Ivanka Trump at an American Technology Council roundtable with corporate and education leaders at the White House in June 2017. Photo: PA Images. All rights reserved.The media backlash to Ivanka Trump’s recently published book, Women Who Work, was immediate. A New York Times review put it this way: ‘Ivanka Trump Wrote A Painfully Oblivious Book for Basically No One’. Of course, it was an easy target for criticism.
The book opens with Trump’s memory of soul-searching during an adventure holiday in Patagonia and includes laments about having been too busy to have massages during her father’s Presidential campaign. It’s hard to forget that the author is the highly-privileged First Daughter of one of the more cartoonishly sexist political figures of recent years.
Trump’s book is, however, not so unique in the context of American “self-help culture” which encourages individuals to define themselves on the basis of ‘core values’ like entrepreneurship, self-reliance, the right to happiness. Women Who Work is but one contribution to an ever-expanding US self-help industry, worth an estimated $11 billion.
It fails to offer anything new in terms of advice to women. Rather, it is just the latest reflection of ‘neoliberal feminism’. This is mainstream, American feminism today: seductive, easily digestible, and always subordinate to the requirements of neoliberal economics. It is a fatally weakened feminism.
Copies of Sandberg's book on a table at a 2013 conference in Germany about women in executive positions. Photo: Angelika Warmuth/PA Images. All rights reserved. Before Women Who Work, there was the wildly successful book Lean In (2013), by Facebook CEO Sheryl Sandberg. Trump quotes extensively from this book in her own.
While the books have differences – Lean In, for instance, admonishes men for not doing their equal share of housework, and gives more space to work-life-balance policy questions – their central messages are strikingly similar: that women can end gender inequality, if they only break through psychological barriers holding them back.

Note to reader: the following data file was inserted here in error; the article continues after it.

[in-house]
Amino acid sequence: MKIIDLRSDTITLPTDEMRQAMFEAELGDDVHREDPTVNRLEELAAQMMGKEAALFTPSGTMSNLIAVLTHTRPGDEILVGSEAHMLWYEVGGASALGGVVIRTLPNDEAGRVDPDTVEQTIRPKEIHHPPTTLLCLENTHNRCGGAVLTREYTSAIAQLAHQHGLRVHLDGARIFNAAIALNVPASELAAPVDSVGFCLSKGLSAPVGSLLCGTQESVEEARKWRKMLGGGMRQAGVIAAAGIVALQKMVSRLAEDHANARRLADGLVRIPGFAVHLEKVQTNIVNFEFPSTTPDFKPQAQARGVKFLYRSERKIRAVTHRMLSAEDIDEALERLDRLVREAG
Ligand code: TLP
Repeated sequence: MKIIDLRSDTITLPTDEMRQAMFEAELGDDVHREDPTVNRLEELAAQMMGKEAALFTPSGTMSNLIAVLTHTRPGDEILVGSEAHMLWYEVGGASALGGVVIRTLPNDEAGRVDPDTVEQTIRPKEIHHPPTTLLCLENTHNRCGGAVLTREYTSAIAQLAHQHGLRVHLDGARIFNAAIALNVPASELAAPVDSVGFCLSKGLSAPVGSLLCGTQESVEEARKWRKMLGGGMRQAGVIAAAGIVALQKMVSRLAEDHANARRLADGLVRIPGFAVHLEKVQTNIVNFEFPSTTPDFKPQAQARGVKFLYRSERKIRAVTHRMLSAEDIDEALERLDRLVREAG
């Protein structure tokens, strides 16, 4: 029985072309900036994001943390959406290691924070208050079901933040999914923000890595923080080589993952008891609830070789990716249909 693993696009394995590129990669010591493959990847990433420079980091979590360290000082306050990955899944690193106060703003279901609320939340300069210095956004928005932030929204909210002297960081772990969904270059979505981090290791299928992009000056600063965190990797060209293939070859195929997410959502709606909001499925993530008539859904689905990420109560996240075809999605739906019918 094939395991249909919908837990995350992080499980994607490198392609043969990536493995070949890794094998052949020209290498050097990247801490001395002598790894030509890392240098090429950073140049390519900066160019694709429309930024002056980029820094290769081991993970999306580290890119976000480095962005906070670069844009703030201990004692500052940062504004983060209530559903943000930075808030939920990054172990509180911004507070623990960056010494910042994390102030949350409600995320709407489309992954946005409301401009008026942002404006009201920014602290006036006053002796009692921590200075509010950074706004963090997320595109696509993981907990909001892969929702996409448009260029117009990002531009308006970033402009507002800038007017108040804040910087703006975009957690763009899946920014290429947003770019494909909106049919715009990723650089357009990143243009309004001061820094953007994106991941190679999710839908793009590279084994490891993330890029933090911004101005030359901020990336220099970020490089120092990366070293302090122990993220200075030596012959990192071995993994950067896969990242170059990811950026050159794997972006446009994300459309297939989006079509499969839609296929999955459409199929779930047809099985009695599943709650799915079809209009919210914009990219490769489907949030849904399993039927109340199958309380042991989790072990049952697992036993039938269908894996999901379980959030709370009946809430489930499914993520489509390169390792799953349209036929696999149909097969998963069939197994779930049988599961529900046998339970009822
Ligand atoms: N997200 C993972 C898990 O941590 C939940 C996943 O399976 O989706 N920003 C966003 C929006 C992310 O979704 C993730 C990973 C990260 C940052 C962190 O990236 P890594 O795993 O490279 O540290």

Lean In asks “what women would do if [they] weren’t afraid?” and claims “we hold ourselves back in ways both big and small, by lacking self-confidence, by not raising our hands, and by pulling back when we should be leaning in”. Women Who Work beseeches us to “live out of [our] imagination, not [our] history” and tells us that “when you're passionate and you work hard, you can achieve great things”.
These messages appeal on an emotional level. Like 7 Habits of Highly Effective People – the widely popular self-help book from the late 1980s, quoted extensively in Trump's book, which urged readers to approach life with an “abundance mentality” – Lean In and Women Who Work assure women that success is just around the corner if they want it. We just need to demand more, negotiate starting salaries with self-confidence, take more time for self-care, admonish our partners if they fail to do their fair share of housework.
The problem lies in what this neoliberal feminism skims over, and the behaviours it promotes as a result of these omissions. It focuses on equality before the law, with both Women Who Work and Lean In paying tribute to previous generations fights’ for legal parity, and presenting the struggle for gender equality as now largely down to the individual, who must ensure that she makes the most of the opportunities available to her.
The problem lies in what this neoliberal feminism skims over...